It’s an interesting experiment.  For one month, writer Autumn Whitefield-Madrano, author of the blog “The Beheld” will not look into any mirror for one month. Not after she gets dressed, not when she washes her face in the morning- never.

She writes:

As of 12:01 a.m. Sunday, May 1, 2011, I’ve embarked on a monthlong mirror fast. Thirty-one days of no mirrors, store windows, shiny pots, spoons, or the dark glass of the subway.

She’s already taken the necessary precautions: covering her bathroom mirror, leaving her windows either open or blinds closed to avoid seeing her reflection. And for the reflections she can’t avoid, like the sight of her self in store mirrors or the backdrop of the subway’s dark tunnels and train windows, she will avert her gaze the instant she sees her reflection in any of them. Her one exception: a compact mirror for her to apply her color makeup products including her eyebrow pencil, eyeliner, mascara, and lipstick. Because as she writes, “I’m doing it this way because not wearing makeup for a month is another sort of challenge, and I don’t want this experiment to be about not wearing makeup for a month.”

So what is this experiment then? Why shun your reflection for a month?

According to Whitefield-Madrano, she decided to embark on this journey after reading this quote from John Berger’s Ways of Seeing (a MUST read):

A woman must continually watch herself. She is almost continually accompanied by her own image of herself. Whilst she is walking across a room or whilst she is weeping at the death of her father, she can scarcely avoid envisaging herself walking or weeping. … And so she comes to consider the surveyor and the surveyed within her as the two constituent yet always distinct elements of her identity as a woman. … Thus she turns herself into an object-and most particularly an object of vision: a sight.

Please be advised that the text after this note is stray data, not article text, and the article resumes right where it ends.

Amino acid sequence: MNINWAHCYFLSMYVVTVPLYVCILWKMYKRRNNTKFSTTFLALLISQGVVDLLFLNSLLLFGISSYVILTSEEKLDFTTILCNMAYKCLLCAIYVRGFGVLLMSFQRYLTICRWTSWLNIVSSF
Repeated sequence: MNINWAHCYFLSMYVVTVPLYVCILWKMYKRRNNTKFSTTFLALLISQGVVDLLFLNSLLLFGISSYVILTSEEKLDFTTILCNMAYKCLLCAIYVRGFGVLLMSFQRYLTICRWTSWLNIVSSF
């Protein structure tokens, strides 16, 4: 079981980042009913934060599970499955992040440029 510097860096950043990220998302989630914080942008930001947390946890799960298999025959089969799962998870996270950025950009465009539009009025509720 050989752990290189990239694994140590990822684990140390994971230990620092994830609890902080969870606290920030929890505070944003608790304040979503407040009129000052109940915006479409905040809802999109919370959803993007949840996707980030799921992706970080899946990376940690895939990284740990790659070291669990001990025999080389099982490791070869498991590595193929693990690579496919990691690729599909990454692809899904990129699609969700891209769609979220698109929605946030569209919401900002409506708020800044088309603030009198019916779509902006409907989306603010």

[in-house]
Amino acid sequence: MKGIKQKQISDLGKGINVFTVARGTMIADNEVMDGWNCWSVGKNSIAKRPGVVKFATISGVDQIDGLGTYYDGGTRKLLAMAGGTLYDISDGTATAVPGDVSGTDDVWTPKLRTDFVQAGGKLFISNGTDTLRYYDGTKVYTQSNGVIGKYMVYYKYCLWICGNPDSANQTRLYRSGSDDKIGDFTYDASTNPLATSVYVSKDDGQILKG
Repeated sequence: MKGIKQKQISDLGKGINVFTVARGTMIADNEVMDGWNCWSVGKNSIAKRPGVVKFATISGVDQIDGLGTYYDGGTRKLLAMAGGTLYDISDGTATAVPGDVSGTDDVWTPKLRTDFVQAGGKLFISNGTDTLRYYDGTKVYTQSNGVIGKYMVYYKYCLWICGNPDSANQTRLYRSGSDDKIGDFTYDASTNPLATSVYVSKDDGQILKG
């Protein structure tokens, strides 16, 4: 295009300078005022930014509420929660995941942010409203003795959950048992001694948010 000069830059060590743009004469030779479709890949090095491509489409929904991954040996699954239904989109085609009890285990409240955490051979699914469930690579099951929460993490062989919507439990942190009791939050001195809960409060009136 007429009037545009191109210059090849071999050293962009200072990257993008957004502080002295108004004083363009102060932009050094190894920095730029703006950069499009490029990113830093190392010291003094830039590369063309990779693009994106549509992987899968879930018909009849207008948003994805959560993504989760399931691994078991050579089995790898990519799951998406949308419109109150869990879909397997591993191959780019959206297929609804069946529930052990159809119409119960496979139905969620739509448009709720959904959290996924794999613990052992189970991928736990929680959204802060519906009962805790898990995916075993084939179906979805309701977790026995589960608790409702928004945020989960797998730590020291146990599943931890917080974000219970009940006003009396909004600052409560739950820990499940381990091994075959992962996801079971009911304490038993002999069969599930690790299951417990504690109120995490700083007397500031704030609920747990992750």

Now, as she starts her month long experiment, Whitefield-Madrano says she hopes avoiding her reflection will help her to see something else. She explains:

There’s nothing wrong with looking in the mirror. There’s nothing wrong with sometimes looking to your reflection—even when it is impossibly subjective, and backward at that—for a breath of fortitude, centeredness, and assurance. I just want to see what life is like when I’m not using that image as my anchor; I want to see how it affects the way I move through the world, the way I regard myself and others. I want to know what it’s like to sever a primary tie to one of my greatest personal flaws-extraordinary self-consciousness-and I want to discover what will fill the space that the mirror has occupied until now.

I think it’s a fascinating experiment, one that I happened to inadvertently get a taste of the first day I moved into my apartment.  There was nothing but bare walls and had no mirrors (well, one on the mantle of the fireplace, but at 5 foot nothing, I couldn’t even see the top of my head in that one unless I jumped with a running start).  And while I’d like to proudly say it didn’t bother me, truth is I found myself breaking out the Photo Booth to ensure I was pulled together. I don’t know if I wholeheartedly agree with Berger’s premise that women have an intrinsic need to see themselves, but really, it’s hard to argue against it. I mean I can count on one hand my guy friends who check themselves as often as one of my girls.

What’s your take on the no mirror experiment, Clutchettes?  Would you give up seeing your reflection for a month?  Share your thoughts!

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  • I wanna try this… but maybe start with a week or two.

  • i did this for 4 days. it was a long weekend and i lazied around the house cleaning and doing work. it wasnt on purpose, it was simply a rare and quiet weekend. by the time i saw a mirror (by accident) i was startled. it took a couple of seconds for me to remember that was my reflection! lol!

  • African Mami

    Nope I like to gaze and muse at my reflection and that of others. I see what she is trying to do though. Big ups to her mirrorless study.

  • taj

    It`s not that we have a *need* to see ourselves, but in a society where the burden of beauty and image rests heavily upon our gender, we have a ‘responsibility’ to look “put together” to be taken seriously, to be noticed, to be courted, etc.

    I can`t wait to hear about the results.

  • What a delight to see my name pop up here! Excellent point about the difference between men and women on this. I spent the night with my boyfriend on Day 1 and asked to shroud his mirror as well, just when I was over, and he said okay. When I came back two days later, it was still up, and he said he’d barely noticed the difference. “This is how I live all the time,” he said–it was totally eye-opening.

    Thank you so much for reading!